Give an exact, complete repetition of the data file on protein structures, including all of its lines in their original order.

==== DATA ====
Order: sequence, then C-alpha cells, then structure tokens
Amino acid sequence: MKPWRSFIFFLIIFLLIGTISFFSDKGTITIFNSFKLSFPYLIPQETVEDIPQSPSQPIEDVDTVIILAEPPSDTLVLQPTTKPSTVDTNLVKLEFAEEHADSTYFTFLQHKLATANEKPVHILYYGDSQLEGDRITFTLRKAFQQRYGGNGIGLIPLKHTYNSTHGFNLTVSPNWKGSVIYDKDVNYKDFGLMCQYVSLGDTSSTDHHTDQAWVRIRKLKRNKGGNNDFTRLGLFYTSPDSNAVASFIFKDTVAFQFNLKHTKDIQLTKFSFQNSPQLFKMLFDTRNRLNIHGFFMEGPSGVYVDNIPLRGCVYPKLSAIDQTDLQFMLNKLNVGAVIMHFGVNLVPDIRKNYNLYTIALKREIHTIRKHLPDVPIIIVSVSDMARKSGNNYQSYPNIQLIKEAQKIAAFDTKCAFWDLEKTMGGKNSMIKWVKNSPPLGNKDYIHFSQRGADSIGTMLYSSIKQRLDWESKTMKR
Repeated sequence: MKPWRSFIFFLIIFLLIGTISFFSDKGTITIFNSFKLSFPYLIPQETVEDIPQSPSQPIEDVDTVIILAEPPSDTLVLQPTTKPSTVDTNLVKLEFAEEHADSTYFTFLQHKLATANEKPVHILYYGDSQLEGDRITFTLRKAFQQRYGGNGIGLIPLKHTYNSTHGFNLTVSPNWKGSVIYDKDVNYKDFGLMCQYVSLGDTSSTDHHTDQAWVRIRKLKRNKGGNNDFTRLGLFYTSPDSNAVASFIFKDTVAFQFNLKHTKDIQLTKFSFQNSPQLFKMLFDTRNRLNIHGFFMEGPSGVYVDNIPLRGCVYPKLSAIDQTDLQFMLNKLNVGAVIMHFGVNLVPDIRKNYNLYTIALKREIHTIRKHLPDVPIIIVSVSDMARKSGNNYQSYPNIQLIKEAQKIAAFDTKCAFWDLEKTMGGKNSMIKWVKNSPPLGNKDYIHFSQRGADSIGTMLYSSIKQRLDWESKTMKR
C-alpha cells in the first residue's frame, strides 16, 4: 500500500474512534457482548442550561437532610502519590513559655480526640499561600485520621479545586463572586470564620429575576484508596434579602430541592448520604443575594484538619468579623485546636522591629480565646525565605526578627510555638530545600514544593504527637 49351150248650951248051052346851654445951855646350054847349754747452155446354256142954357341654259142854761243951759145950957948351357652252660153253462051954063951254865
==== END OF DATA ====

Order: sequence, then C-alpha cells, then structure tokens
Amino acid sequence: MKPWRSFIFFLIIFLLIGTISFFSDKGTITIFNSFKLSFPYLIPQETVEDIPQSPSQPIEDVDTVIILAEPPSDTLVLQPTTKPSTVDTNLVKLEFAEEHADSTYFTFLQHKLATANEKPVHILYYGDSQLEGDRITFTLRKAFQQRYGGNGIGLIPLKHTYNSTHGFNLTVSPNWKGSVIYDKDVNYKDFGLMCQYVSLGDTSSTDHHTDQAWVRIRKLKRNKGGNNDFTRLGLFYTSPDSNAVASFIFKDTVAFQFNLKHTKDIQLTKFSFQNSPQLFKMLFDTRNRLNIHGFFMEGPSGVYVDNIPLRGCVYPKLSAIDQTDLQFMLNKLNVGAVIMHFGVNLVPDIRKNYNLYTIALKREIHTIRKHLPDVPIIIVSVSDMARKSGNNYQSYPNIQLIKEAQKIAAFDTKCAFWDLEKTMGGKNSMIKWVKNSPPLGNKDYIHFSQRGADSIGTMLYSSIKQRLDWESKTMKR
Repeated sequence: MKPWRSFIFFLIIFLLIGTISFFSDKGTITIFNSFKLSFPYLIPQETVEDIPQSPSQPIEDVDTVIILAEPPSDTLVLQPTTKPSTVDTNLVKLEFAEEHADSTYFTFLQHKLATANEKPVHILYYGDSQLEGDRITFTLRKAFQQRYGGNGIGLIPLKHTYNSTHGFNLTVSPNWKGSVIYDKDVNYKDFGLMCQYVSLGDTSSTDHHTDQAWVRIRKLKRNKGGNNDFTRLGLFYTSPDSNAVASFIFKDTVAFQFNLKHTKDIQLTKFSFQNSPQLFKMLFDTRNRLNIHGFFMEGPSGVYVDNIPLRGCVYPKLSAIDQTDLQFMLNKLNVGAVIMHFGVNLVPDIRKNYNLYTIALKREIHTIRKHLPDVPIIIVSVSDMARKSGNNYQSYPNIQLIKEAQKIAAFDTKCAFWDLEKTMGGKNSMIKWVKNSPPLGNKDYIHFSQRGADSIGTMLYSSIKQRLDWESKTMKR
C-alpha cells in the first residue's frame, strides 16, 4: 500500500474512534457482548442550561437532610502519590513559655480526640499561600485520621479545586463572586470564620429575576484508596434579602430541592448520604443575594484538619468579623485546636522591629480565646525565605526578627510555638530545600514544593504527637 49351150248650951248051052346851654445951855646350054847349754747452155446354256142954357341654259142854761243951759145950957948351357652252660153253462051954063951254865